Statement of CSPI Director of Regulatory Affairs Sarah Sorscher

Despite other advances in food safety, rates of foodborne Salmonella infections linked to chicken and turkey have remained stubbornly high over the decades. But the rule announced today by the U.S. Department of Agriculture represents the first critical step in a new approach to tackling this bacterium that has promise to finally bend this disease curve downward.

A relatively niche segment of the industry—poultry products that come breaded and stuffed, such as Chicken Cordon Bleu or Chicken Kyiv—is fraught with greater risk for consumers and accounts for a disproportionate share of Salmonella illnesses. It represents just 0.15 percent of the marketplace but accounts for 5 percent of all chicken-related outbreaks between 1998 and 2020.  

The new rule, part of a broader Salmonella strategy at the agency, which will update standards for all poultry products, represents a sea change in the way the agency approaches this pathogen in raw poultry: USDA is telling the industry it cannot sell certain products to consumers if they contain more than a specific amount of Salmonella (one colony forming unit per gram or higher). In other words, at least for this category of products, the agency will treat Salmonella in poultry as an adulterant, the way it now treats E. coli O157:H7 as an adulterant in beef. That move for beef, implemented in the 1990s, was successful in dramatically curbing deadly outbreaks of that strain of E. coli in ground beef. The move makes sense for these particularly risky products and lays the groundwork for additional efforts to make all poultry products safer.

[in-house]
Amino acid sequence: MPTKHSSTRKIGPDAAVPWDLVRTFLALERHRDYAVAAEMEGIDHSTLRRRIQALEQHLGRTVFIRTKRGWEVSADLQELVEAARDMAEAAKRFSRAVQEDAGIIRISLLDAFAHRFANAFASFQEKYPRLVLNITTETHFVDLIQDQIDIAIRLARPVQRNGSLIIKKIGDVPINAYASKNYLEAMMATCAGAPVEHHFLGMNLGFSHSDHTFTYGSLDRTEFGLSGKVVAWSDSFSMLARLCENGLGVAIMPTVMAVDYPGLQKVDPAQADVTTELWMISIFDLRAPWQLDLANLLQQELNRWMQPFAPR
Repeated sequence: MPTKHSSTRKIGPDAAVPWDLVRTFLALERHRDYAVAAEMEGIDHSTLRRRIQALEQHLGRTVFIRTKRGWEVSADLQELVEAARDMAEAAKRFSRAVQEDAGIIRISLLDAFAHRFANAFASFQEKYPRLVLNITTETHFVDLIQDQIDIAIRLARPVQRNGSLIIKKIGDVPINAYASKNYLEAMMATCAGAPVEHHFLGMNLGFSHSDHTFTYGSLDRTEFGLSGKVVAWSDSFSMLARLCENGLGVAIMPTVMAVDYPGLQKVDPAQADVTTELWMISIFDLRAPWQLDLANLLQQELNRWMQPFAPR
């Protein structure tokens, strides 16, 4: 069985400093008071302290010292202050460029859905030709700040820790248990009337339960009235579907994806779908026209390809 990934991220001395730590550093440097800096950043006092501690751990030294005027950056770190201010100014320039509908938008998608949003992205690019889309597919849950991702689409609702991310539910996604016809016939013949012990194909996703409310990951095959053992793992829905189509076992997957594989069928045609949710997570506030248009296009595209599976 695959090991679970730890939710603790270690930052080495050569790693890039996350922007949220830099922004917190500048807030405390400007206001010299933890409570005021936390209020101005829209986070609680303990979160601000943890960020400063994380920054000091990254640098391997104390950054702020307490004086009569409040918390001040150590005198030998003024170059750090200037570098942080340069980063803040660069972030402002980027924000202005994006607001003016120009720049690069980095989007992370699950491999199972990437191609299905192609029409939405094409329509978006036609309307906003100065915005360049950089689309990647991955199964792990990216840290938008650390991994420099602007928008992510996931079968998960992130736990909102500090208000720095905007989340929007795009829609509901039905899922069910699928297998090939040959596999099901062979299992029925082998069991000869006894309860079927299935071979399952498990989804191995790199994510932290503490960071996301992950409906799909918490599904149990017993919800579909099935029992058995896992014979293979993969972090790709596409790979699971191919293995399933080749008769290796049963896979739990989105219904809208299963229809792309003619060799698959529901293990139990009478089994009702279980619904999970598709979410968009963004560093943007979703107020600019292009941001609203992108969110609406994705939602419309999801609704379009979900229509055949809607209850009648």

We look forward to the rule being implemented. But, even more so, we look forward to USDA’s new Salmonella strategy reaching the vast majority of the poultry section in the supermarket.  


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